Fuel & Octane

Discussion in 'Homeowner Assistance Forum' started by CSpackler, Apr 25, 2010.

  1. CSpackler

    CSpackler LawnSite Member
    from NJ
    Posts: 14

    Hi-
    I apologize if this has already been answered elsewhere here. I actually emailed these questions to several major oil companies and they could not answer them, but these are questions about gas as it pertains to two stroke engines. Does gas degrade over time? If so, how much over what period of time? Does octane degrade over time? If so, how much over what period of time? Do fuel stabilizers work? How will degradation of fuel or octane effect two stroke and even four stroke engines?
    Thanks
     
  2. cgaengineer

    cgaengineer LawnSite Fanatic
    Posts: 15,782

    Fuel does degrade over time. How much? It depends on how well it is stored. If you keep the tank full it should last about 1 year without any trouble. The less air in the tank the better. I have had fuel in my generator for over a year and it still smells fresh and it still runs my machine.

    I have never used a fuel stabilizer because I rarely leave a fuel tank full of fuel with the exception of my generator, but I do not use stabilizer in it either.
     
  3. AI Inc

    AI Inc LawnSite Fanatic
    Posts: 25,297

    I have reaD THAT IT WILL BREAKDOWN WITHIN 30 DAYS. I have had problems with it in both my bike and my boat.
     
  4. cgaengineer

    cgaengineer LawnSite Fanatic
    Posts: 15,782

    I would say temperature and storing conditions play a large part in how long it lasts. Fluctuations in temperatures cause condensation which is why I suggest storing equipment with tank full to eliminate as much air as possible. Here in GA I have not had problems storing for over a year, but if I know it will be stored for a long time I will drain the float bowl prior to storing. This almost eliminates starting and carb problems at next use.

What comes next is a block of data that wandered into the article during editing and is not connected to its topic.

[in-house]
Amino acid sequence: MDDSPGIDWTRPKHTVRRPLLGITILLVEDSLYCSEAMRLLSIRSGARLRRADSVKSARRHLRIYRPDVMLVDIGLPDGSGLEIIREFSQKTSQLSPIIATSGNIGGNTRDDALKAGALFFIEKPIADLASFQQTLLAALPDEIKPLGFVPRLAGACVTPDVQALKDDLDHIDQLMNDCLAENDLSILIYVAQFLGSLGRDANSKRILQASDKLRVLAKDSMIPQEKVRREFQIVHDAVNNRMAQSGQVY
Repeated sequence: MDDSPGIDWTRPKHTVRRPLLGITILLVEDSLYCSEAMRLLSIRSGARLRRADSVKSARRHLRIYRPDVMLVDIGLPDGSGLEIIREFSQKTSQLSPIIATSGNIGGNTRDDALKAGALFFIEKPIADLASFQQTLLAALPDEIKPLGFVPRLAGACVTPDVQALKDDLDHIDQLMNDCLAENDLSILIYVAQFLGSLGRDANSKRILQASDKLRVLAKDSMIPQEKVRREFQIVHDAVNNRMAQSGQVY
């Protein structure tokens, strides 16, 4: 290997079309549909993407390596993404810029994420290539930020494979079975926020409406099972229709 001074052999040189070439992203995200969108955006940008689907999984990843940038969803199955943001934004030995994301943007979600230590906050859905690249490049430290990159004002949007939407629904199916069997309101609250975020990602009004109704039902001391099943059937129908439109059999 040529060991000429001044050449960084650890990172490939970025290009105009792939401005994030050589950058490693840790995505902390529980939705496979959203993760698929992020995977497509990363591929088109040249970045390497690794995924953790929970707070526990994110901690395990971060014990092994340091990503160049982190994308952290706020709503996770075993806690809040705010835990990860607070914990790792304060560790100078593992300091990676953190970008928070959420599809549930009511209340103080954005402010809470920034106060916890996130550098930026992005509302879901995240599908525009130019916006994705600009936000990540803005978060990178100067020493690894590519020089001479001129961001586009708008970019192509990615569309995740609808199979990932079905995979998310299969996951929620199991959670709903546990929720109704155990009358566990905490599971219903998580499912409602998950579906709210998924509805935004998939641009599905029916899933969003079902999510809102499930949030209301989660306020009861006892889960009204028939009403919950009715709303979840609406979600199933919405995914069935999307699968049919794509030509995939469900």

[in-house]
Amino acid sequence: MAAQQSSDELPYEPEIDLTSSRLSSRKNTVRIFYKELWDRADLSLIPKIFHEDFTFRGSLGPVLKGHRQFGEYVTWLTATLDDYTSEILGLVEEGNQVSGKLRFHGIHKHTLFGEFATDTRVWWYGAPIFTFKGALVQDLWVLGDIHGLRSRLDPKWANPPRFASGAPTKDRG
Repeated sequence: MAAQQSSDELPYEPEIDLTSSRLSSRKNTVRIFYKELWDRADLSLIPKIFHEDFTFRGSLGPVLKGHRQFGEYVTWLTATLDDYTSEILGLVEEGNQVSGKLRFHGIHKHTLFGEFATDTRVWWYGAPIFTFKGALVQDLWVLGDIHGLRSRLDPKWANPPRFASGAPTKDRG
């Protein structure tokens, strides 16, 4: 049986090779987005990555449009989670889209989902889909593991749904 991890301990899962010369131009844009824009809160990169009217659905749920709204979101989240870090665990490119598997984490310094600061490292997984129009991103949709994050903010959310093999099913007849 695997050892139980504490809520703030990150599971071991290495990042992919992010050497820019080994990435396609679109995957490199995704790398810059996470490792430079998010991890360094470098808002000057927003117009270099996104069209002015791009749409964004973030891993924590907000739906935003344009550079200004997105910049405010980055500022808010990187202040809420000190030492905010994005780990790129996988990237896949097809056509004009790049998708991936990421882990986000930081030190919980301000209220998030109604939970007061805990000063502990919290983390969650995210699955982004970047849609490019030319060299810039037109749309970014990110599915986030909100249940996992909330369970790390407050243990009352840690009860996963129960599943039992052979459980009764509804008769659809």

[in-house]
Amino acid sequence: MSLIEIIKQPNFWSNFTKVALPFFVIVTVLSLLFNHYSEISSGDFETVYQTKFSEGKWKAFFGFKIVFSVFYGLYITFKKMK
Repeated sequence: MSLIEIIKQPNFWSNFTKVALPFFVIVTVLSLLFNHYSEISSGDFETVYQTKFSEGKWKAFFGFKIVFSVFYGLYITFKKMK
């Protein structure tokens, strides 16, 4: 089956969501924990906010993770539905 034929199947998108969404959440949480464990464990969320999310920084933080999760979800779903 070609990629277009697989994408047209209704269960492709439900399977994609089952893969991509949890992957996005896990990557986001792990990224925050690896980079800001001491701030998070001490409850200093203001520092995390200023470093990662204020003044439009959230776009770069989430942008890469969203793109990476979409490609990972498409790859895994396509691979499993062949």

No doubt in my mind that it starts breaking down as soon as it leaves the refinery, but how much I have no idea.
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  5. KarlP

    KarlP LawnSite Member
    from MA
    Posts: 31

    The problem is either gas evaporating in the carbs and leaving all the residue behind or ethanol in the "gas" attracting water. I never add stabilizer to my snowblower, lawnmower, motorcycle, generator, or outboard but I do turn off the petcock and run all the gas out of the carb at the end of the season. Never had a problem doing that.

    As far as the ethanol goes, you can either get gas cans that seal really well and hope for the best OR donate a few $100M to your own lobbyists to fight the corn lobbyists are are sticking us with this horrible fuel.
     
  6. cgaengineer

    cgaengineer LawnSite Fanatic
    Posts: 15,782

    Or you could do what everyone else does and add Seafoam which contains more alcohol...what a great idea!

    I have never had problem draining float bowls so I will continue doing that myself and not play into the fuel stabilizer and additive industry.
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  7. betmr